Cris LaBossiere

Cris LaBossiere
Strength training and mountain biking. My two favorites

Monday, November 25, 2013

Living healthy bad for emotional health


That can't be right.  Isn't it true that regular exercise, healthy eating, and regular healthy sleep will infuse you with a healthy vigour?

Isn't it true that as fitness increases and weight decreases you feel more confident in your health and experience an overall increase in happiness and self esteem?

Yes, those things are true.  Here's what else is true, it's another one of those elephants in the room..

Many people face social rejection, every day, for making healthy choices.

It's an interesting irony.  We're inundated with stories in the media about how we're harming ourselves with poor eating habits and lack of exercise.  We see success stories of how people turned their lives around, reducing their cholesterol, blood pressure, blood sugar, and increased their fitness by living healthy.

We're inspired to do better, but when people start practicing what is preached, many face ridicule and rejection from others, even from friends and family.  People bear the burden of extra stress and humiliation for making healthy choices.  How healthy is that?  Shamed for trying to be healthy.  Now that's a real shame.

To be clear, there are positive stories where a family member decides to eat healthier and in so doing influences others in the family to start eating healthy as well.  Everybody wins there.

A client of mine recently told me about experiencing some stress about how this years family Christmas dinner was going to pan out.  They're making an honest effort to eat less and felt that the typical Xmas day pig out was going to be stressful for them.

They called a family meeting to talk about it.  Turns out the rest of the family was very supportive and revealed that they also wanted to eat less and reduce the amount of junk food consumed on Christmas day; they wanted the family time, minus the overeating.

That's positive.  I like hearing stories like that one.

Come on, eat like us. Join the party!

Eating this? Get lost loser!

I also hear people telling me that since they started eating healthy, that they've found most restaurants, with their high salt, high fat, high calorie meals, have extremely limited menu choices for healthy eating.

To overcome this the healthy eater needs to order off-menu.  That's when the eyes start rolling.  That's when the comments start, "why not treat yourself?  Just eat it the way it is.  It's not going to kill you."

The thing is, eating 100% more food than you need isn't a treat, it's a trap.  Many of those who get this and are trying to escape the daily cycle of overeating begetting more overeating, are faced with peer pressure to keep overeating, and face social rejection if they don't overeat.

I've had many people tell me about how stressed they feel when they go out for food with others or are invited to dinner in someones home.  The explain how they're singled out.  They become the laughing stock as low-ball jokes about them eating less are flung at them while the whole crowd has a laugh at their expense, which is typically followed up by them being told they should suck it up.

Eating healthy is like smoking; it's not socially acceptable in many occasions.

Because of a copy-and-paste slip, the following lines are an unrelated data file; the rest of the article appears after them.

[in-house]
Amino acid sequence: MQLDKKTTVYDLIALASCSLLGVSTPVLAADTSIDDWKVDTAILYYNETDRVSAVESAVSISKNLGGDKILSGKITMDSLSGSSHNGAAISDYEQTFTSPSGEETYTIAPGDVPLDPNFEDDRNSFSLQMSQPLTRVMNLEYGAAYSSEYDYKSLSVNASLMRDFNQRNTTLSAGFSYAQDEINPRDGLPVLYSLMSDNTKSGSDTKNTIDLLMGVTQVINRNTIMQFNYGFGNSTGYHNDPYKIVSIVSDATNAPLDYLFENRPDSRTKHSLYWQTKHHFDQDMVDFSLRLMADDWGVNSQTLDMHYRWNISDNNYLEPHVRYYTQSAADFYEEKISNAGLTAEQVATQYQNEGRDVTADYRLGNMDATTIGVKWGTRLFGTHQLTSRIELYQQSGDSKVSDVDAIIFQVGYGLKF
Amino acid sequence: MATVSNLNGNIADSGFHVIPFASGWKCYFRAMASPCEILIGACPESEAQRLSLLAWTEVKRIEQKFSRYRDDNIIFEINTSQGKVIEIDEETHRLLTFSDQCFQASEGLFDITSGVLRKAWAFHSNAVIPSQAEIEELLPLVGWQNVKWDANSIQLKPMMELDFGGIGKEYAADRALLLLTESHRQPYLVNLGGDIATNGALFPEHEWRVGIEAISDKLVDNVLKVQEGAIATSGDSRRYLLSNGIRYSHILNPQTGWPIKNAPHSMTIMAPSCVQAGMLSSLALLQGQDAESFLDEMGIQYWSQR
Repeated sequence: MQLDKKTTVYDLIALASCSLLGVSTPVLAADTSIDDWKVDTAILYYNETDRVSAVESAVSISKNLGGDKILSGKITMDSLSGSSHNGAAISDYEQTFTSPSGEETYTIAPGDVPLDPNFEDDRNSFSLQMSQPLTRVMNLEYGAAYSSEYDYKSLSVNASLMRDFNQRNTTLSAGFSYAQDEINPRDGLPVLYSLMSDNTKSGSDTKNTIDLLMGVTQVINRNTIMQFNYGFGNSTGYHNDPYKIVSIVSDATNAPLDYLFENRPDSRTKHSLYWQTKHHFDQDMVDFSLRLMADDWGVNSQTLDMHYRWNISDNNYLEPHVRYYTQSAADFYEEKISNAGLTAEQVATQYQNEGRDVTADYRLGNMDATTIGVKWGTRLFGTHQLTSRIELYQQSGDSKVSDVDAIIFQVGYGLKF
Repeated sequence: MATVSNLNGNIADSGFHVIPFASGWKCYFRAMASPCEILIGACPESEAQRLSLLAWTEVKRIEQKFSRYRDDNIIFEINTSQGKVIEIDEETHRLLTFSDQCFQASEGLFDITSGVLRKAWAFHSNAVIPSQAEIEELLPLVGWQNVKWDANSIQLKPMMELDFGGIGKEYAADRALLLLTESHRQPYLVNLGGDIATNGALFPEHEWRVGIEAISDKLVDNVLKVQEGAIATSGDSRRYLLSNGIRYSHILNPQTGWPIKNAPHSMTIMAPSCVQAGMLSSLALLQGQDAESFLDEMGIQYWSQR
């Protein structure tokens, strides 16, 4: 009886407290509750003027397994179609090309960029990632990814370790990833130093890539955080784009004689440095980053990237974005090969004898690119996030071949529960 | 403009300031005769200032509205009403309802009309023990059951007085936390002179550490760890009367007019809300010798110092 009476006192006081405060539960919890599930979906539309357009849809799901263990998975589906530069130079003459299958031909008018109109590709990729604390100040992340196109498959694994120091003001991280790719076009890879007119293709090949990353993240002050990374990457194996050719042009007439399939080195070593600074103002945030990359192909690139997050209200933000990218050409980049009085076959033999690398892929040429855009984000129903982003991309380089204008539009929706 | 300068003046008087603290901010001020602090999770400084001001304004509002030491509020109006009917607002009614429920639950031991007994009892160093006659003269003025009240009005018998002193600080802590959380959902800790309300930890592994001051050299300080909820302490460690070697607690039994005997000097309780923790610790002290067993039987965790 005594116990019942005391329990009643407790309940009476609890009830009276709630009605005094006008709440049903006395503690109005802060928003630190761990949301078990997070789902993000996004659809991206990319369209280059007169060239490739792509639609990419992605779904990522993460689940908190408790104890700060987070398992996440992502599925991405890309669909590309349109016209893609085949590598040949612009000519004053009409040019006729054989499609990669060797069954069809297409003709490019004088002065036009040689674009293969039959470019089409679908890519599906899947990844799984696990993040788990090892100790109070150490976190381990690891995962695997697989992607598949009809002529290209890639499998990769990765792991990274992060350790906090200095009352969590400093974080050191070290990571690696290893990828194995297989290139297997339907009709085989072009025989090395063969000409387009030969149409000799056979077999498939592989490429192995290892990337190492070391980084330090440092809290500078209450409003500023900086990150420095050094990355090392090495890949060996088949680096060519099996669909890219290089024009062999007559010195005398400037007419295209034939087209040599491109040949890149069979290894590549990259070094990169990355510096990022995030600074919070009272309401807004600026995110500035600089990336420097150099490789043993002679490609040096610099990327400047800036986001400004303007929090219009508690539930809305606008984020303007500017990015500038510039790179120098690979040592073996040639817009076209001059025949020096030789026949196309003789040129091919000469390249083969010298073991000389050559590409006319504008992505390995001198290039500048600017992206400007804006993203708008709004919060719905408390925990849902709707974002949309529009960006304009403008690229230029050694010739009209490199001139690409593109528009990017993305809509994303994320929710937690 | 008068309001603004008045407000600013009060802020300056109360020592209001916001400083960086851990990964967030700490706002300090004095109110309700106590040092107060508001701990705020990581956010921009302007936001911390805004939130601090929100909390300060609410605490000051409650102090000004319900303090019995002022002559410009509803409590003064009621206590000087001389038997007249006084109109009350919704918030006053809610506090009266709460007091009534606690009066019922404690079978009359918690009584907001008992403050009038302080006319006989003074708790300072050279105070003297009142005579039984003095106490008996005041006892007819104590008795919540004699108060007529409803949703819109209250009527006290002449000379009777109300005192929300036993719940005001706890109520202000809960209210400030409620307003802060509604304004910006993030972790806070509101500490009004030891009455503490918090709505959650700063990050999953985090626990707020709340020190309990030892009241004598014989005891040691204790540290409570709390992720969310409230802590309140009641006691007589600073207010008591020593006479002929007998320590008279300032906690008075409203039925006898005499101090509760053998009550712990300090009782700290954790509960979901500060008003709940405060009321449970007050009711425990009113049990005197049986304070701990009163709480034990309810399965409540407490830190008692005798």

When you're eating a chicken salad and others are eating hot-dogs, it's not uncommon for the hot-dog eaters to wave their hot-dogs around saying, "Mmmmm.. you don't know what you're missing!  Sure you don't want one?  How's that rabbit food you're eating?"

Really?  How about not saying anything?  How about respecting others?  Or maybe simply say something positive, "hey that looks tasty".

I've seen so many people stop their efforts to eat healthy because the peer pressure was too much.  It's like you have to be a closet healthy eater.. don't tell anyone you eat low sodium nutrient dense food, shield yourself from the public humiliation.

That's not good.  Many folks are making an honest attempt to reverse poor health or risk of poor health, and many are trying hard to conquer eating disorders or occasional disordered eating where food is used to deal with stress.  For those trying to overcome these challenges (more than 70% of the population overeats daily), it's overwhelming to also deal with the ridicule for trying to do the right thing, so they stop trying, and their health remains at risk.

For many people being ridiculed for eating healthy isn't pleasant.  Why would it be?

When is ridicule and rejection a positive thing?

Humiliation and ridicule is an unfortunate human behavior.  It's something we have to learn to cope with, but does that mean that such behavior is justified?  I don't think so.  It happens, but when it comes from your family and friends, it carries more emotional impact.  Words can, and often do, hurt.

You would think that making healthy choices would be celebrated and supported, and often it is, but much of the time it isn't.

I think it's weird, and also unconscionable, to put all that effort into slagging someone for eating healthy or exercising.  I think those who do so have their own issues that they don't understand, and are definitely challenged when it comes to common courtesy and respect for others.

Overall it isn't worth succumbing to the trash-talk of others, even though it may feel like that's the easiest way to make to it stop.  If you're finding yourself in this position, it may be time to reflect on who your real friends are, as well as staying true to what's best for you and your health.  Your health is worth defending, and worth making lifestyle changes for.

No comments:

Post a Comment